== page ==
Irish Film Review: Katie

DIR: Ross Whitaker • PRO: Aideen O’Sullivan

Ross Whitaker lands another knockout with this comprehensive character study. Katie is a beautiful, complex piece of cinema, as nuanced and fascinating as the superstar herself.

In a world fueled of vapid hubris, where 19 year-olds release autobiographies, reality stars flog lipgloss liners and careers have been launched via snapchat, Katie Taylor is an unboundedly refreshing figure. You won’t find her spewing casual racism or throwing railings through bus windows, Katie’s motivation is, and always has been, fuelled by her love of boxing. At an age when most people’s career highlights would be a pay rise or successfully sneaking naggins into their college nights out, Katie was changing the entire world of women’s boxing. In fact, she was instrumental in getting this sport in to the Olympics, and through diligence, faith and a quiet self belief she continues to make her mark today.

A fantastic piece of cinema, Katie is the classic comeback story. The narrative kicks off in the aftermath of Katie’s disastrous and heartbreaking defeat at the 2016 Olympics in Rio. That devastating loss, teamed with the estrangement of her father, coach and mentor, Pete, has Katie on the proverbial ropes. This feature tracks her career, as Katie takes on the monumentally difficult challenge of turning her hand to professional boxing.

Director Ross Whittaker torments the audience with tension. National sports victories are few and far between; you’d be hard pressed to find anyone on this island who isn’t following Katie’s career as if they’d been boxing aficionados all their lives. Nevertheless, this feature has you reliving her wins and losses as if they were happening in real time. While this documentary hits all the satisfying emotional highs and lows you’d expect from any decent sports film, what really sets it apart is the heart behind it; Katie Taylor is an introverted, spiritual, unstoppable force and during these 89 minutes we, as an audience have absolutely no choice but to fall in love with her. Whitaker does a fantastic job articulating her journey – sometimes on her behalf – as she grows from a fierce, young upstart into an articulate, inspirational woman.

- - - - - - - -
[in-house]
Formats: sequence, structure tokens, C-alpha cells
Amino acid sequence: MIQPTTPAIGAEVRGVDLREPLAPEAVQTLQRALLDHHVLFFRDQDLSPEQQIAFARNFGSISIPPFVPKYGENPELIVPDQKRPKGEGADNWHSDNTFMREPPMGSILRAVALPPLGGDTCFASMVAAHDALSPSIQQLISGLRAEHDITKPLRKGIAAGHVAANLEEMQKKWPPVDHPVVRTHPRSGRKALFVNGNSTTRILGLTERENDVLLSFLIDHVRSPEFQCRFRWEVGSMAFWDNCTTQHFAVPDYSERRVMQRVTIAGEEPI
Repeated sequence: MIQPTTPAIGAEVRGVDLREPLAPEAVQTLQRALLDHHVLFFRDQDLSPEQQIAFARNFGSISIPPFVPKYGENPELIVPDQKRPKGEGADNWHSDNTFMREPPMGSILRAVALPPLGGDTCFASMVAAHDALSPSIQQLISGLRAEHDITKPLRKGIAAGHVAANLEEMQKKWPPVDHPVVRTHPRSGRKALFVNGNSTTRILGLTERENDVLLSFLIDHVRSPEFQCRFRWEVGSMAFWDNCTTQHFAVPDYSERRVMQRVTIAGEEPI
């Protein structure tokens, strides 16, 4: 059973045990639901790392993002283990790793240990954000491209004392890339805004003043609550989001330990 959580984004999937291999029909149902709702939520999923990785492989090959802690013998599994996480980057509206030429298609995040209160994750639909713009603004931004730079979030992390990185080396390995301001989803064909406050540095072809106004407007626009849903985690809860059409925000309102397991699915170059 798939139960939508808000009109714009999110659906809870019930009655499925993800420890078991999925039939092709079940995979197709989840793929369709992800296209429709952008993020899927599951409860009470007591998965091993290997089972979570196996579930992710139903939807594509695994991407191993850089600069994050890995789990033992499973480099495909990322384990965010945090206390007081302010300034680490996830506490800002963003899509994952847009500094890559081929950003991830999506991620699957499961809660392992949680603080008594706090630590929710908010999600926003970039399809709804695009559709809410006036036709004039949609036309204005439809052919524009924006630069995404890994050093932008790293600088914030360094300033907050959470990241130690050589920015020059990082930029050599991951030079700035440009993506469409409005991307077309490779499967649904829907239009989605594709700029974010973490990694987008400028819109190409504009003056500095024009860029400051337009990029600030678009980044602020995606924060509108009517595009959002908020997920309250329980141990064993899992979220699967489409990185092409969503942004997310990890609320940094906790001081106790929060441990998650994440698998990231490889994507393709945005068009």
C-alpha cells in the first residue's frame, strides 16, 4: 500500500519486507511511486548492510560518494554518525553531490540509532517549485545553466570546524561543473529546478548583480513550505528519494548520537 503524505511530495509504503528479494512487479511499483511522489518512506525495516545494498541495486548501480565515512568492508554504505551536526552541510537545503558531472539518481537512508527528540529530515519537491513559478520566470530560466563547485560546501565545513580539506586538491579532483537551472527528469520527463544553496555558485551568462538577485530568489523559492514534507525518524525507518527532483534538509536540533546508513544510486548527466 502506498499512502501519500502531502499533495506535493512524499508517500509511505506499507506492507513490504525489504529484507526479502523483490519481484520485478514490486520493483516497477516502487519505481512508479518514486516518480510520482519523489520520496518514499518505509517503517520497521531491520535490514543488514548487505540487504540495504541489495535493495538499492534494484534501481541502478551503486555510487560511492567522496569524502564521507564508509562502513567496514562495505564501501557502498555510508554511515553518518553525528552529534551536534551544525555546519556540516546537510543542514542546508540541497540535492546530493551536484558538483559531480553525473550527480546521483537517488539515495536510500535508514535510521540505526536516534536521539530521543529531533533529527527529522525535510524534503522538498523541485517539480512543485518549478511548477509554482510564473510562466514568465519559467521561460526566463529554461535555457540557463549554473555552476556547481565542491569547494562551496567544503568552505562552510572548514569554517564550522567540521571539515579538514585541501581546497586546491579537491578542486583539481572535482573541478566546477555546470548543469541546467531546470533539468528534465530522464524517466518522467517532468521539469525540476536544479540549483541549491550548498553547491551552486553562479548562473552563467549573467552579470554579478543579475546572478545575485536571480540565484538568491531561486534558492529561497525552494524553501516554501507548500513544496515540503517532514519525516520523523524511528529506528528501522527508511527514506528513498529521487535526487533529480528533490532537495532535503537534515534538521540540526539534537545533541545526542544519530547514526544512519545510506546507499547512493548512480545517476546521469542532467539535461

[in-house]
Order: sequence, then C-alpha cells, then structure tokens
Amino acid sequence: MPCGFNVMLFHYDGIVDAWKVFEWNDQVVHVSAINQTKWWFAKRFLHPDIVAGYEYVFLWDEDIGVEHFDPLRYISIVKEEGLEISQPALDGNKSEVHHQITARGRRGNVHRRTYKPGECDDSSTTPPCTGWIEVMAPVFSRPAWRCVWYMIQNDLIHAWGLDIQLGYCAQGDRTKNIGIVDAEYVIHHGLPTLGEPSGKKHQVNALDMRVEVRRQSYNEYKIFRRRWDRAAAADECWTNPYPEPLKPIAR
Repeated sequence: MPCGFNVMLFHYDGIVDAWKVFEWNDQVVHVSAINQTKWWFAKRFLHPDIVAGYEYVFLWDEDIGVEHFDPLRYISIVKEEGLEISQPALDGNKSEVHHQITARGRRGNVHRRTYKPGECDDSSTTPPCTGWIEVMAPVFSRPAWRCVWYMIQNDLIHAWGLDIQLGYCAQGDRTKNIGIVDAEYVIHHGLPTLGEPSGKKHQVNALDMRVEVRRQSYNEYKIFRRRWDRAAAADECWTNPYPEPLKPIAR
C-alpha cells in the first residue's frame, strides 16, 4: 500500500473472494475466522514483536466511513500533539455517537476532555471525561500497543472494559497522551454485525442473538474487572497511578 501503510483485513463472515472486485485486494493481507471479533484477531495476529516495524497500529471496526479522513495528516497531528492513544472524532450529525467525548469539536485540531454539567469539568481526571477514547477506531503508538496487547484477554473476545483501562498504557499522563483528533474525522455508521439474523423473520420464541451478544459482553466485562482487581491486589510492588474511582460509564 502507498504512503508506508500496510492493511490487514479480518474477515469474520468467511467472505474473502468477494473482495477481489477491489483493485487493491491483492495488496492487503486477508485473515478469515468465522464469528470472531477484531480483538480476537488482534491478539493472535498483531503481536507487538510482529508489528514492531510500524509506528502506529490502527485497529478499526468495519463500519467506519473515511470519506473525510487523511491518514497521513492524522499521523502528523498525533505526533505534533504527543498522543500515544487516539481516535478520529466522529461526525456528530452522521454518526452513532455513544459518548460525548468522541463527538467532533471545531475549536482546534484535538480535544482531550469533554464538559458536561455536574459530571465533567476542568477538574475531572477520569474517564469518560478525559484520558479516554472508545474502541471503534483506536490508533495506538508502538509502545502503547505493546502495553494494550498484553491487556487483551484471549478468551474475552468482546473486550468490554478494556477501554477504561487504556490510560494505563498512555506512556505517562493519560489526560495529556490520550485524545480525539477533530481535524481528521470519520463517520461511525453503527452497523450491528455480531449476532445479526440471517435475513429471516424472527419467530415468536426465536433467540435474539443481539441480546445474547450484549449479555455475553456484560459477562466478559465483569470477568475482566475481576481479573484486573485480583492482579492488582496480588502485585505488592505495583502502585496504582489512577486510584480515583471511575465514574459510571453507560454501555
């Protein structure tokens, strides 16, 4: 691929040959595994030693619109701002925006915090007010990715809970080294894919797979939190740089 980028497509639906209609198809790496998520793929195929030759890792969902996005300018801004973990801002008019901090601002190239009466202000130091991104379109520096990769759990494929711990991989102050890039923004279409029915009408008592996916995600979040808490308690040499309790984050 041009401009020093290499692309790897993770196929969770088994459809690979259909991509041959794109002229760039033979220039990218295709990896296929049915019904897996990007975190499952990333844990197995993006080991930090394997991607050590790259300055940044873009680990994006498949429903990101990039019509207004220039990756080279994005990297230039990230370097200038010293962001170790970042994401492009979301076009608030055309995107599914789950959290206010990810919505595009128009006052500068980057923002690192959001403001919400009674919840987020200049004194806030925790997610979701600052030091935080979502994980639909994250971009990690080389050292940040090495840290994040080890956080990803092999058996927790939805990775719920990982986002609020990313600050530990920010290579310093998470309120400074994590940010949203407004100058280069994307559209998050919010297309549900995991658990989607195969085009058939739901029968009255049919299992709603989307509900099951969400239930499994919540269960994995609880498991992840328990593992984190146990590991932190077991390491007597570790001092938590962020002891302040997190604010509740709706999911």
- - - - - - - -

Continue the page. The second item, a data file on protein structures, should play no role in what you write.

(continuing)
Gemma Creagh

89 minutes
12A (see IFCO for details)
Katie is released 26th October 2018

 

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Ross Whitaker: What I Learned Making ‘Between Land and Sea’

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Photo by Kevin Smith

 

Between Land and Sea, which chronicles a year in the life of the big wave surf community in Lahinch, Co. Clare, has been touring Ireland for the last two months. The surprise hit has been critically acclaimed as well as attracting sold out audiences around the country. As it prepares for its last few screenings (at the Mermaid, Bray on May 15th and IFI, Dublin on May 16th) in Ireland and for its international market bow at the Cannes Film Festival next week, Ross reflects on the experience of making a surf film from the perspective of a complete outsider. (Screening info via BetweenLandAndSea.com)

 

When I was approached to direct Between Land and Sea by the producers at Motive Films, I was excited but very scared. Excited because it was something completely new with a blank page to work from (after about six years working on my previous film!) and because I knew that I would be filming in a spectacular place. And scared because I knew nothing about surfing and because I knew I’d be working from a low budget in a genre where films are rarely less than spectacular. Indeed, hadn’t there already been a brilliant surf film made just a few years ago, Wave Riders? And the director of that film, Joel Conroy, was a surfer himself who knew the world inside out.  Still, I figured it was too great an opportunity to dismiss and decided I’d just have to learn how to make the film as I made the film.

 

Here are some of the things I learned making the film.